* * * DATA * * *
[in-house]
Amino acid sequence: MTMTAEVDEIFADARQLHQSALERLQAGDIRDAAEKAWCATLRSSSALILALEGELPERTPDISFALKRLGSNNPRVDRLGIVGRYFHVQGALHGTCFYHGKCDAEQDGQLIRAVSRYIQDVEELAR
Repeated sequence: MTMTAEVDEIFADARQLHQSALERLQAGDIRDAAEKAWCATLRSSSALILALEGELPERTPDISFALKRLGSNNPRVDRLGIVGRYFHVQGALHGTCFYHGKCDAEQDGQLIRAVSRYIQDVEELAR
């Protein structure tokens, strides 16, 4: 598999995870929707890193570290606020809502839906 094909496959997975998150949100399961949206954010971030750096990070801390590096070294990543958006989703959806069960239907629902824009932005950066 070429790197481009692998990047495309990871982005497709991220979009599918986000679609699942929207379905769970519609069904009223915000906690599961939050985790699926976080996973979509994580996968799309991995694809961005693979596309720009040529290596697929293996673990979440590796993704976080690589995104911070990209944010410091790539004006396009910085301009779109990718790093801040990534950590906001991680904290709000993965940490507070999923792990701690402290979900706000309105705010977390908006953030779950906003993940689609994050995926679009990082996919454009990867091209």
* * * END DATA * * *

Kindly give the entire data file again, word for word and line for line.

[in-house]
Amino acid sequence: MTMTAEVDEIFADARQLHQSALERLQAGDIRDAAEKAWCATLRSSSALILALEGELPERTPDISFALKRLGSNNPRVDRLGIVGRYFHVQGALHGTCFYHGKCDAEQDGQLIRAVSRYIQDVEELAR
Repeated sequence: MTMTAEVDEIFADARQLHQSALERLQAGDIRDAAEKAWCATLRSSSALILALEGELPERTPDISFALKRLGSNNPRVDRLGIVGRYFHVQGALHGTCFYHGKCDAEQDGQLIRAVSRYIQDVEELAR
């Protein structure tokens, strides 16, 4: 598999995870929707890193570290606020809502839906 094909496959997975998150949100399961949206954010971030750096990070801390590096070294990543958006989703959806069960239907629902824009932005950066 070429790197481009692998990047495309990871982005497709991220979009599918986000679609699942929207379905769970519609069904009223915000906690599961939050985790699926976080996973979509994580996968799309991995694809961005693979596309720009040529290596697929293996673990979440590796993704976080690589995104911070990209944010410091790539004006396009910085301009779109990718790093801040990534950590906001991680904290709000993965940490507070999923792990701690402290979900706000309105705010977390908006953030779950906003993940689609994050995926679009990082996919454009990867091209």